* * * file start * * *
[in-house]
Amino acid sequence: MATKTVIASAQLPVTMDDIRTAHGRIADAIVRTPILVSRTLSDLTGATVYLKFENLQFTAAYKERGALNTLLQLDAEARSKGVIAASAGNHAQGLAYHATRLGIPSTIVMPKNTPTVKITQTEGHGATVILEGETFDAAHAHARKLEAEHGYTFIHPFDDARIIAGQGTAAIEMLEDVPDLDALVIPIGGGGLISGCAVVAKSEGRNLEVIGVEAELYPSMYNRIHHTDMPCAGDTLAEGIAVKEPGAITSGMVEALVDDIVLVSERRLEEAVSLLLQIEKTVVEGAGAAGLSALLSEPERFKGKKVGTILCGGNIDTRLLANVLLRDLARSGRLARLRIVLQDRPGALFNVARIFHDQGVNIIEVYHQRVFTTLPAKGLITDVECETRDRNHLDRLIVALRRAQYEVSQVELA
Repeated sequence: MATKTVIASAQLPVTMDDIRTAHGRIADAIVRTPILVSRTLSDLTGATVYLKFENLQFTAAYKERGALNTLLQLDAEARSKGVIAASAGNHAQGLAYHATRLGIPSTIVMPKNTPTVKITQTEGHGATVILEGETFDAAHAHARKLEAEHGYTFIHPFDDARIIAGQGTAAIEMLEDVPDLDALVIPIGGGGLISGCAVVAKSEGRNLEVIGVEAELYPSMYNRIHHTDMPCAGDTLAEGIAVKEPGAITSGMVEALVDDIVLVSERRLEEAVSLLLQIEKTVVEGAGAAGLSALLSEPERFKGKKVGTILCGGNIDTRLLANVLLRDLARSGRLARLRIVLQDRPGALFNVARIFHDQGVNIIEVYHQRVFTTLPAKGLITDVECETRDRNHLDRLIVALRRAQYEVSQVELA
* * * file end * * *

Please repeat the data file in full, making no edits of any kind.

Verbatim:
[in-house]
Amino acid sequence: MATKTVIASAQLPVTMDDIRTAHGRIADAIVRTPILVSRTLSDLTGATVYLKFENLQFTAAYKERGALNTLLQLDAEARSKGVIAASAGNHAQGLAYHATRLGIPSTIVMPKNTPTVKITQTEGHGATVILEGETFDAAHAHARKLEAEHGYTFIHPFDDARIIAGQGTAAIEMLEDVPDLDALVIPIGGGGLISGCAVVAKSEGRNLEVIGVEAELYPSMYNRIHHTDMPCAGDTLAEGIAVKEPGAITSGMVEALVDDIVLVSERRLEEAVSLLLQIEKTVVEGAGAAGLSALLSEPERFKGKKVGTILCGGNIDTRLLANVLLRDLARSGRLARLRIVLQDRPGALFNVARIFHDQGVNIIEVYHQRVFTTLPAKGLITDVECETRDRNHLDRLIVALRRAQYEVSQVELA
Repeated sequence: MATKTVIASAQLPVTMDDIRTAHGRIADAIVRTPILVSRTLSDLTGATVYLKFENLQFTAAYKERGALNTLLQLDAEARSKGVIAASAGNHAQGLAYHATRLGIPSTIVMPKNTPTVKITQTEGHGATVILEGETFDAAHAHARKLEAEHGYTFIHPFDDARIIAGQGTAAIEMLEDVPDLDALVIPIGGGGLISGCAVVAKSEGRNLEVIGVEAELYPSMYNRIHHTDMPCAGDTLAEGIAVKEPGAITSGMVEALVDDIVLVSERRLEEAVSLLLQIEKTVVEGAGAAGLSALLSEPERFKGKKVGTILCGGNIDTRLLANVLLRDLARSGRLARLRIVLQDRPGALFNVARIFHDQGVNIIEVYHQRVFTTLPAKGLITDVECETRDRNHLDRLIVALRRAQYEVSQVELA